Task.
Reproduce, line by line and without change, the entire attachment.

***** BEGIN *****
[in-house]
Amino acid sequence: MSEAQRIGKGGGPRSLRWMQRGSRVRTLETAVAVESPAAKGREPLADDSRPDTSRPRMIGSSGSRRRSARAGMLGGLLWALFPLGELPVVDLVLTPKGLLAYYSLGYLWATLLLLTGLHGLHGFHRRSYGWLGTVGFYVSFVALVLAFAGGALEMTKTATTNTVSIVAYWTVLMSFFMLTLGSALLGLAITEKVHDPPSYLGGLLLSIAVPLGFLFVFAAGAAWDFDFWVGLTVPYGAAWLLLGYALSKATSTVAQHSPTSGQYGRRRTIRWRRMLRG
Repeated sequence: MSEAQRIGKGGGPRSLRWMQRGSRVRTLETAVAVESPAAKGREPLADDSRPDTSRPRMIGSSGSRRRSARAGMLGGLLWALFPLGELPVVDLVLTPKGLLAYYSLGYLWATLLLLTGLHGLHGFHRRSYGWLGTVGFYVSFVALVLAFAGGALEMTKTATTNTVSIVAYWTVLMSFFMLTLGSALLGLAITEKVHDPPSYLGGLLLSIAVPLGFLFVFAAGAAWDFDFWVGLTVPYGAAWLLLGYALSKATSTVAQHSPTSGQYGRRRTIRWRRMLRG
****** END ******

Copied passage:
[in-house]
Amino acid sequence: MSEAQRIGKGGGPRSLRWMQRGSRVRTLETAVAVESPAAKGREPLADDSRPDTSRPRMIGSSGSRRRSARAGMLGGLLWALFPLGELPVVDLVLTPKGLLAYYSLGYLWATLLLLTGLHGLHGFHRRSYGWLGTVGFYVSFVALVLAFAGGALEMTKTATTNTVSIVAYWTVLMSFFMLTLGSALLGLAITEKVHDPPSYLGGLLLSIAVPLGFLFVFAAGAAWDFDFWVGLTVPYGAAWLLLGYALSKATSTVAQHSPTSGQYGRRRTIRWRRMLRG
Repeated sequence: MSEAQRIGKGGGPRSLRWMQRGSRVRTLETAVAVESPAAKGREPLADDSRPDTSRPRMIGSSGSRRRSARAGMLGGLLWALFPLGELPVVDLVLTPKGLLAYYSLGYLWATLLLLTGLHGLHGFHRRSYGWLGTVGFYVSFVALVLAFAGGALEMTKTATTNTVSIVAYWTVLMSFFMLTLGSALLGLAITEKVHDPPSYLGGLLLSIAVPLGFLFVFAAGAAWDFDFWVGLTVPYGAAWLLLGYALSKATSTVAQHSPTSGQYGRRRTIRWRRMLRG